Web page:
CHARLESTON, W.Va. -- For women's health advocates in West Virginia, last month's election was a political potpourri. The national level wins were clear: Women were elected to the Senate in huge number; chauvinists belonging to "Team Rape," like failed U.S. Senate candidate Todd Akin, who chose to insult and hurt women by attempting to redefine rape -- as if there is a "legitimate" kind of rape! -- were sent to the curb. President Barack Obama, a clear supporter of reproductive health rights for women, was resoundingly elected to a second term.
On the state level, the results were mixed. Although we lost valued longtime women's health advocates at the statehouse, we also gained new members who were endorsed by the WV FREE Action Fund because of their support for the full range of reproductive health care -- including access to birth control, abortion and maternity coverage.
Beyond counting winners and losers, the most important lesson from this election is that candidates running against women's health did not carry the day. We learned that while there are a lot of zealots out there who oppose birth control and abortion access even for a woman in the direst of crises, they are not the winners. They are not mainstream America or hometown West Virginia.
The curtain has been pulled back and the public now sees the mental machinations of those in the anti-women's health movement. Yes, many of them believe that it's God's will that women bear the children of rapists (see failed Indiana U.S. Senate candidate Richard Mourdock, who said that "even when life begins in that horrible situation of rape, that is something that God intended to happen"). Or, if a woman and her family are trying to plan their family by using birth control, it's simply morally wrong (enter former presidential hopeful Rick Santorum of Pennsylvania). And there is the simple fact that some are so radical that they believe anyone who has a moderate opinion on these subjects should be sidelined by their own party as too soft (Mitt Romney).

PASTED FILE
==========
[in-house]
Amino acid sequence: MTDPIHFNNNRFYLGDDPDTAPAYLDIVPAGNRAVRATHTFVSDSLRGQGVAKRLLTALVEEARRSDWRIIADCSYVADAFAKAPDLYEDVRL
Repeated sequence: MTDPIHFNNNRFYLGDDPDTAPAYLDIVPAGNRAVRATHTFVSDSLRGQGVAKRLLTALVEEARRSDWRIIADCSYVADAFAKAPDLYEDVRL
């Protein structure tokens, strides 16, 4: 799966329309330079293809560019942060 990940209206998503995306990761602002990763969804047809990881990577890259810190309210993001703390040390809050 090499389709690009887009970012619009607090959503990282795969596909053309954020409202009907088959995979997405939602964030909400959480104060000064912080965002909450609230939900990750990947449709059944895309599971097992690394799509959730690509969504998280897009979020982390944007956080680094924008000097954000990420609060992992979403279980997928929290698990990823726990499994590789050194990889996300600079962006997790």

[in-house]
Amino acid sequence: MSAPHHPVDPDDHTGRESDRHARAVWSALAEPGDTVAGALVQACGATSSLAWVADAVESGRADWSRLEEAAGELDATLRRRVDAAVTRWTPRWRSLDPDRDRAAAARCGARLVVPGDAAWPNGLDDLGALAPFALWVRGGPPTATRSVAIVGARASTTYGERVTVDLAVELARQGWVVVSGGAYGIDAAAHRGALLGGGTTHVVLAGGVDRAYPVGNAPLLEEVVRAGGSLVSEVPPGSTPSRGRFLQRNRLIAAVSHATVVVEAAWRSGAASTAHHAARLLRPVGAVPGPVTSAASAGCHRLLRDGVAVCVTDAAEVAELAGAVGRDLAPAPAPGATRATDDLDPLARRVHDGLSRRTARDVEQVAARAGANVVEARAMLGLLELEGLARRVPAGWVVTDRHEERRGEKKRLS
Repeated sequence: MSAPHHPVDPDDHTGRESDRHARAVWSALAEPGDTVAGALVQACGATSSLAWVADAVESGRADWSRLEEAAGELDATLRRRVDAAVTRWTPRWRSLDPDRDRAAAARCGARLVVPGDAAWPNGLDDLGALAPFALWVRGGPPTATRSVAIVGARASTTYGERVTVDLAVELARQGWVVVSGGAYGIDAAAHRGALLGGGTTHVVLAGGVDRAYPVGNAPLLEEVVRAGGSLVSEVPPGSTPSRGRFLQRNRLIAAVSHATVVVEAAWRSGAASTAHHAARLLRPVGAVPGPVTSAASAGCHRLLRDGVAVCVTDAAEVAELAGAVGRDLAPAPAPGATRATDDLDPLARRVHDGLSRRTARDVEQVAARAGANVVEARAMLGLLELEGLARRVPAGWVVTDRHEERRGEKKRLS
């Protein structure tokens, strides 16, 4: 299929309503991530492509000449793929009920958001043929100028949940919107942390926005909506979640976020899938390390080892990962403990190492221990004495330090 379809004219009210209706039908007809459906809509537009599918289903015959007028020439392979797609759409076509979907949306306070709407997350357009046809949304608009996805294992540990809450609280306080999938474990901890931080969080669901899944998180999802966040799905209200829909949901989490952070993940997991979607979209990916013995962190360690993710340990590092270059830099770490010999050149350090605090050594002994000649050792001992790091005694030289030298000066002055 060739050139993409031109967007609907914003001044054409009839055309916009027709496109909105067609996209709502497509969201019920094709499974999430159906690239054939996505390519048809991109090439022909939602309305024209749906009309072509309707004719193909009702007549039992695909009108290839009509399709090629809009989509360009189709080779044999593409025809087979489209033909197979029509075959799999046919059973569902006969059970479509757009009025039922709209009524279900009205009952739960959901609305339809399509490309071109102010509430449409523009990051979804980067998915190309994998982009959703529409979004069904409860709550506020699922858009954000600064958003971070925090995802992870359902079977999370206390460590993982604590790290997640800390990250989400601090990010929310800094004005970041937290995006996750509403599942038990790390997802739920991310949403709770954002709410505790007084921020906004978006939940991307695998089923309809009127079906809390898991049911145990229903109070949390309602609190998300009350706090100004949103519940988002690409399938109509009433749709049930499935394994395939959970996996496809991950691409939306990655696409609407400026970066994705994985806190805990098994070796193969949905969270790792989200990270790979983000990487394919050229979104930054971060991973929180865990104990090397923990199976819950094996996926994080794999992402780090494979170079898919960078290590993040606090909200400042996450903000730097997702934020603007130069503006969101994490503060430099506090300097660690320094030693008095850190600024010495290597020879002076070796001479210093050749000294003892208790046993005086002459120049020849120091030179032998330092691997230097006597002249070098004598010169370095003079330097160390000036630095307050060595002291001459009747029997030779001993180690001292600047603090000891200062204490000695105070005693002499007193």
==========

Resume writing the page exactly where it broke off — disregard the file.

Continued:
It is also clear from this election that Americans support birth control. So does the health-care field. The American Academy of Pediatrics, the nation's leading pediatrics organization is now encouraging doctors to discuss emergency birth control (also known as the morning after pill or "EC") with teenagers -- and further suggests that they send girls home with prescriptions for it. Prior to the announcement from the pediatric community, another well-respected association, the American College of Obstetricians and Gynecologists, suggested it's time to make birth control accessible without a prescription.
It is time to get this squared away right now. We must engage public conversation about making EC available without restriction. We cannot afford another decade of political delays when it comes to common sense measures to improve a woman's health. West Virginians especially can't afford to wait when, according to the Centers for Disease Control, our teen pregnancy rate recently outpaced all other states in the nation when every other state saw a decline.
Notably, one year ago today the Food and Drug Administration was poised to announce that EC had been approved for on-the-shelf access, meaning it could appear at your local pharmacy between condoms and pregnancy test kits. But, Health and Human Services Secretary Kathleen Sebelius stepped in at the last minute and ruled that EC must remain behind-the-counter. That decision led to confusion and unnecessary obstacles for women, teens, and couples at the very * Health-care providers and teens are misinformed about the age restrictions applied to EC over the counter (currently 17) or told that teens could not get the product at all (not true).
* Men are told by pharmacists in several states around the country that they cannot buy EC (not true), presenting obstacles and delays when timing matters.